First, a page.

My Lords, my noble friend has exactly hit upon the issue. Indeed, at present rolls are falling and redundancies are being created, as they are created every year as differences in school populations occur. At this stage, it is impossible to say precisely why we have redundancies in certain schools and certain education authorities—hence, my not wishing to misinform the House.
My Lords, many schools are running deficits at present in order to overcome their difficulties. What advice will the department be giving to those schools early in the new year when they are in a true financial crisis?
My Lords, we hope to give advice to schools long before early in the new year. As the noble Lord will appreciate, it is important that schools which run a deficit know as early as possible precisely what the funding situation will be. The department is working on that as we speak.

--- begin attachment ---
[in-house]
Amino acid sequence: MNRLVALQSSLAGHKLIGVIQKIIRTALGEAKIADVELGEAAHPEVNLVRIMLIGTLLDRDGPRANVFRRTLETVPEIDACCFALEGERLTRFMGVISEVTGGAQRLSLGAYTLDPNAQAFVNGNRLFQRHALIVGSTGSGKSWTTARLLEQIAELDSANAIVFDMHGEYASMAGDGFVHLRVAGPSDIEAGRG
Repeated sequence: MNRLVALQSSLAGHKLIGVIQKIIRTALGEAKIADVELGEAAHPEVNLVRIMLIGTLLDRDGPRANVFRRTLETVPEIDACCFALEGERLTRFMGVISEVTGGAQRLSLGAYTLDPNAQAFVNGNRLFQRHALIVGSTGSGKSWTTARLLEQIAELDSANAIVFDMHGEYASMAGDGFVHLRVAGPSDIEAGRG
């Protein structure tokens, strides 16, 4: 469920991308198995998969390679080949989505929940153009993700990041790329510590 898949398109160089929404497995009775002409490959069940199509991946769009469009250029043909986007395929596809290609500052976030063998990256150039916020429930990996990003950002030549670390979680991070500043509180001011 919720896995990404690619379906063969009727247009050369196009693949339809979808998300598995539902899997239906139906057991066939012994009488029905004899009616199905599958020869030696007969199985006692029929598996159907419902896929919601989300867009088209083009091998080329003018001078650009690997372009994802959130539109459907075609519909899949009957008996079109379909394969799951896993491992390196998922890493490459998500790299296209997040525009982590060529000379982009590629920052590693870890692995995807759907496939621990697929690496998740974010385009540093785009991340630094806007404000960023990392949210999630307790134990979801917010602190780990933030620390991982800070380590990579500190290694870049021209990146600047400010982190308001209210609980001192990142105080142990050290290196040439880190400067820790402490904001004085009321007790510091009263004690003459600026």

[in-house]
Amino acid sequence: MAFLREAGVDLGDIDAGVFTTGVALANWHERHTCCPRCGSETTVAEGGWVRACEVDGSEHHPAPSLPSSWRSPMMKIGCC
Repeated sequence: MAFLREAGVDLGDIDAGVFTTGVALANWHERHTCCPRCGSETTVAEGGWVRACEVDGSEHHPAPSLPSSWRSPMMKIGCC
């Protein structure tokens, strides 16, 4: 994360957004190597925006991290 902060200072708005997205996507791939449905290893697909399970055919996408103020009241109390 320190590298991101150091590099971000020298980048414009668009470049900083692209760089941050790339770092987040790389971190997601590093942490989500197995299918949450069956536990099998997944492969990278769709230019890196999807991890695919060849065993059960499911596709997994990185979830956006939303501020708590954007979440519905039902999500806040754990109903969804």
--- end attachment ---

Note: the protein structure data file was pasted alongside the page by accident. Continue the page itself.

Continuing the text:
My Lords, will the Minister ensure that the current crisis does not overshadow the important steps that her department has taken to improve inclusion for the most marginalised children—for example, by reducing the number of children excluded from school by 20 per cent since 1996–97?
My Lords, as the noble Earl acknowledged in his question, it is important that we deliver the education system for all children. The most marginalised and excluded children deserve our greatest support and we must ensure that they have the best teaching and learning experience. It is our objective to continue to do so as effectively as we can.